EMBED PREVENTED, IMAGE TOO LARGE:
https://pp.userapi.com …816/5208b/BzSmq​JlQ0vE.jpg
Click here to see our image rules.


Was there a camera with almost human eye-level dynamic range? So i would not have dead white spots?

To be honest with you the first image looks perfectly OK to me, just a little bit of fine tuning is required.
You have NOT said what software you are using so I can't tell you what adjustments to make.


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rapurimanka
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Jul 20, 2017 03:26 |  #5

Wilt wrote in post #18406440 (external link)
The so-called 'wide dynamic range of the human eye' is a false capability. Actually the eye has a rather NARROW dynamic range at a particular iris size; it requires the iris to open/close to extend the perceived dynamic range, with the brain doing some image integration.

Also, if you go from very bright light to very very dim light, your eye CANNOT SEE until it has accommodated to the dim light...which takes 30+ minutes in the dim light, and is not instantaneous with the opening of the iris to its max size!

You can use your camera in a manner which mimics the eye...multiple shots at different exposures composited together with HDR techniques.

I disagree :) If I have a bright spot and dark spot at the same time, and I'll be looking at dark one, my side-view won't show blown-away bright spot. But, okay, maybe it's "brain image integration"...

https://pp.userapi.com​/c836724/v836724659/5d​611/7u4iQmk1LXU.jpg

Mathmans wrote in post #18406447 (external link)
That's how it is with high dynamic scenes.
You have a few options, if you don't want blown highlights:
-expose for highlights and lift shadows in post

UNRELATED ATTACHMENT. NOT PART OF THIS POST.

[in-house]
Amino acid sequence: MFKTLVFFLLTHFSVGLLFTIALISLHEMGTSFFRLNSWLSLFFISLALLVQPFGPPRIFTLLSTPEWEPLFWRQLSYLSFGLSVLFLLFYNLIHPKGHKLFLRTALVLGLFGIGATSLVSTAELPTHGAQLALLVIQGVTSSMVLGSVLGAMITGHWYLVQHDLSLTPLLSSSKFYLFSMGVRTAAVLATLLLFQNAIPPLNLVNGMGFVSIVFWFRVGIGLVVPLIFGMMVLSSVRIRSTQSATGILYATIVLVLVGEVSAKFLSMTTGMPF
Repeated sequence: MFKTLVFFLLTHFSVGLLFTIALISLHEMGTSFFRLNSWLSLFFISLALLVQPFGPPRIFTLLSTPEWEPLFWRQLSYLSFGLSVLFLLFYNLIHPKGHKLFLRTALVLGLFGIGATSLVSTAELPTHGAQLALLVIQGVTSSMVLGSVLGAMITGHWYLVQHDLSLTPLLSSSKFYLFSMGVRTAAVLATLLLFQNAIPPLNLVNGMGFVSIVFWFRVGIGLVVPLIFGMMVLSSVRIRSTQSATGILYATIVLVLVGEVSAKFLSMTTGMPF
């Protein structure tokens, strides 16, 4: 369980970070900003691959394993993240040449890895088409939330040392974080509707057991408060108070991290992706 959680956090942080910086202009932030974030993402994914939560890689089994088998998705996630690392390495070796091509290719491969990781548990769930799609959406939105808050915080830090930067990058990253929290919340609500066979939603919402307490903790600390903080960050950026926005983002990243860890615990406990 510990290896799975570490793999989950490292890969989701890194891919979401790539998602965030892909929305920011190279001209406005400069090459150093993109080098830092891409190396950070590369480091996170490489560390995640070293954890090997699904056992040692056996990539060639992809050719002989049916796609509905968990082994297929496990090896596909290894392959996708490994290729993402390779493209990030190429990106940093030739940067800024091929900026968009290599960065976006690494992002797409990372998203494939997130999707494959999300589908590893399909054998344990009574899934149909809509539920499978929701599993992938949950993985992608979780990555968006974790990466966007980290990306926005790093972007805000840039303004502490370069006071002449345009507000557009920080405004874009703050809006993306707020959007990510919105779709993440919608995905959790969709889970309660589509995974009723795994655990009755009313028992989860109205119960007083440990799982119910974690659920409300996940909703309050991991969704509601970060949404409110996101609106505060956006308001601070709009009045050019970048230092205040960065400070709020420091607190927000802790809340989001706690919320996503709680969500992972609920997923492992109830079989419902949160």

-use fill flash
-move your subjects somewhere else
-put your camera on tripod and tell your family not to move; take 2 exposures-one for highlights and one for shadows; merge them in HDR image

Sad story, wish it was easier. While my current example is not that hard, I sometimes catch more difficult scenarios like shooting a walking girl under such random light. And sometimes I'm getting a good shot but with a bright spot on face. Using flash is, well, very pro thing, especially if you are shooting on street (you need a big one), takes more time than just point and shoot.

john crossley wrote in post #18406448 (external link)
To be honest with you the first image looks perfectly OK to me, just a little bit of fine tuning is required.
You have NOT said what software you are using so I can't tell you what adjustments to make.

Thx, its Lightroom.

Another shot, better one, but with a bright spot on my daughter.

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2160
TOO LARGE!
EMBED PREVENTED, IMAGE TOO LARGE:
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Mathmans
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Post edited over 1 year ago by Mathmans.
     
Jul 20, 2017 05:44 as a reply to  @ rapurimanka's post |  #6

Well; that's how it is. Light is everything in photography.